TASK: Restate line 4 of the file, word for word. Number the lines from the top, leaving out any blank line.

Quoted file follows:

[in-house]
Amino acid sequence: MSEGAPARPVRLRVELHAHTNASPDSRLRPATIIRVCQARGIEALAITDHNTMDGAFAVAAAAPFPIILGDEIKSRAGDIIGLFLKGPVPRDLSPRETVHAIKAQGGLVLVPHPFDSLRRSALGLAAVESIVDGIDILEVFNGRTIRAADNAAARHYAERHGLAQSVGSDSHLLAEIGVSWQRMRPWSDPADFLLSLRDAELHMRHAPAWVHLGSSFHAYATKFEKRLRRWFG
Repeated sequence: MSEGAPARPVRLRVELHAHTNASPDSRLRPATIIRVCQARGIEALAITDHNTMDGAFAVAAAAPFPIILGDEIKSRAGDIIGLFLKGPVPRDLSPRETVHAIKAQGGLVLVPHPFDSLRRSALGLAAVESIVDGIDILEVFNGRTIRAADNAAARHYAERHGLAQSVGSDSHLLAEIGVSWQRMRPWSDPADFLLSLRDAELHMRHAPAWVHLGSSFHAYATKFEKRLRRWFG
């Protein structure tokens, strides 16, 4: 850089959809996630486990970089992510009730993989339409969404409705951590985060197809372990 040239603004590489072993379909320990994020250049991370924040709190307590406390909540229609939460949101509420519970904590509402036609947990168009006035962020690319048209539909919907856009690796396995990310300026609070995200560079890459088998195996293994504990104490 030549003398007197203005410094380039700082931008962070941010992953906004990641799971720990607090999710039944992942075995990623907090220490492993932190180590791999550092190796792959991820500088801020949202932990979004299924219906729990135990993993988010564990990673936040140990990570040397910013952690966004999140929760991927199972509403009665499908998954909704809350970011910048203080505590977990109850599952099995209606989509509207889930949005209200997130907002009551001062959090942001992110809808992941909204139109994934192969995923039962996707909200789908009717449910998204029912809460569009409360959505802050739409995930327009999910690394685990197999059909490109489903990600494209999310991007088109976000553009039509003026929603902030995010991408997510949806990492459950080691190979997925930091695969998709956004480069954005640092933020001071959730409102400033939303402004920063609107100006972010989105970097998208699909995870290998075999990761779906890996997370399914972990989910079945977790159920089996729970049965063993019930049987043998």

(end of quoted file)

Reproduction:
């Protein structure tokens, strides 16, 4: 850089959809996630486990970089992510009730993989339409969404409705951590985060197809372990 040239603004590489072993379909320990994020250049991370924040709190307590406390909540229609939460949101509420519970904590509402036609947990168009006035962020690319048209539909919907856009690796396995990310300026609070995200560079890459088998195996293994504990104490 030549003398007197203005410094380039700082931008962070941010992953906004990641799971720990607090999710039944992942075995990623907090220490492993932190180590791999550092190796792959991820500088801020949202932990979004299924219906729990135990993993988010564990990673936040140990990570040397910013952690966004999140929760991927199972509403009665499908998954909704809350970011910048203080505590977990109850599952099995209606989509509207889930949005209200997130907002009551001062959090942001992110809808992941909204139109994934192969995923039962996707909200789908009717449910998204029912809460569009409360959505802050739409995930327009999910690394685990197999059909490109489903990600494209999310991007088109976000553009039509003026929603902030995010991408997510949806990492459950080691190979997925930091695969998709956004480069954005640092933020001071959730409102400033939303402004920063609107100006972010989105970097998208699909995870290998075999990761779906890996997370399914972990989910079945977790159920089996729970049965063993019930049987043998």